Ukraine ramps up fight against Russia’s hybrid war

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Russia’s information warfare against Ukraine goes back years before the 2014 Euromaidan revolution. But the country has only begun to take the threat seriously in the past few years. According to experts, combating the Kremlin’s hybrid war will take serious reforms.

Hybrid war has been a buzzword surrounding Ukraine for more than three years. But the country has dealt with its effects for longer than that.

YULIIA LAPUTINA, DEPUTY CHIEF OF CYBER DEFENCE AT THE SBU:

In 2007 a fund was created by Russian presidential decree. It was founded by the Russian Ministry of Foreign Affairs and the Ministry of Science and Education. The source of financing was the state budget of Russia. From 2008 to 2012, the foundation established more than 10 “Russian centers” in Ukraine. Their locations are telling: Sevastopol, Simferopol, Luhansk, Donetsk, Kharkiv and Odesa. Their leaders had known anti-Ukrainian positions.

Officials from Ukraine’s Security Service, also known as the SBU, say that people connected to Russia’s hybrid war often go unpunished.

DMYTRO TYMCHUK, MEMBER OF UKRAINIAN PARLIAMENT:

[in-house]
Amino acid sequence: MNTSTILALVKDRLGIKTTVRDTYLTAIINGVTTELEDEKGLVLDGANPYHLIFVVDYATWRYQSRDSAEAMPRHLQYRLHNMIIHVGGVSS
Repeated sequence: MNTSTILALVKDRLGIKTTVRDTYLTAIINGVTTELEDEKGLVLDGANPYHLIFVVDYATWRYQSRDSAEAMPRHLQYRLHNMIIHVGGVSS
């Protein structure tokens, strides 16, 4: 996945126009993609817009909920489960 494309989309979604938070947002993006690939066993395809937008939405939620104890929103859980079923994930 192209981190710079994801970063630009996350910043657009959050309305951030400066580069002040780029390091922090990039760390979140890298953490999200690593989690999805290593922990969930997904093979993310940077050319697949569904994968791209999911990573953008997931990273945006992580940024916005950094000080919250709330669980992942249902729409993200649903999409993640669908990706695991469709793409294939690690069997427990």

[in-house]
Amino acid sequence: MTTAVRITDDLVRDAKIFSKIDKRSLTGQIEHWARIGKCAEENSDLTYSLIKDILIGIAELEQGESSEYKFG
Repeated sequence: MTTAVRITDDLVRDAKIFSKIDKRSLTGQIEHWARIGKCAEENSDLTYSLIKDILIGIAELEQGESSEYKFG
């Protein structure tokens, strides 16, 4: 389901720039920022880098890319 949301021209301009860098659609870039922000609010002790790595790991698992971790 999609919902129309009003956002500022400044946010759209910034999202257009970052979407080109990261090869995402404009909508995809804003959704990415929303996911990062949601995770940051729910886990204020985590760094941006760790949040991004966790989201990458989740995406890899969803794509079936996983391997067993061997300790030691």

And then the question arises in the interested public: “Why are these comrades not in prison?” Everyone remembers how he ran around with the Russian flag, shouting “Putin, send troops!” Law enforcement officers and intelligence services worked on these cases, but when it came to courts, judges made very strange and curious decisions.

Ukrainian political scientists argue that, to fully combat Russia’s hybrid war on all fronts, intense reforms need to be implemented. Some say that should include giving the SBU broader powers.

MYKHAILO MAKARUK, PRESS SECRETARY OF A MILITARY BLOG:

The intelligence services can’t do anything with domestic separatism or media that conduct anti-Ukrainian activities. We need a number of legislative changes. Firstly, ones concerning information security and the work of the SBU. We’ve taken part in drafting a bill to address collaboration with separatists.

They add that Ukraine can help the international community combat hybrid war.

OLEKSANDR KURBAN, UKRAINIAN POLITICAL SCIENTIST:

I think it’s time to raise the issue of classifying the information war on the same level as weapons of mass destruction. We need to develop the appropriate regulatory and legal acts. Ukraine has the right to come out with these initiatives on the world stage. Because we are ahead of the whole planet. Unfortunately, we have rich experience in this issue.

HANNA MALYAR, LAWYER:

Before the war in Ukraine, the world viewed the concept of “preparing and planning for war” only on a military scale — the use of weapons and invasion of territory. There was no legal assessment of the informational aspect. But that’s one of Russia’s key tools. And Moscow should be held criminally responsible.

To work with international partners on combating the hybrid war, Ukraine is planning to create an institute on strategic information. The body will allow ministries to work together to collect and share information regarding Russia’s hybrid tactics to the world.

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Edited by: A. N.

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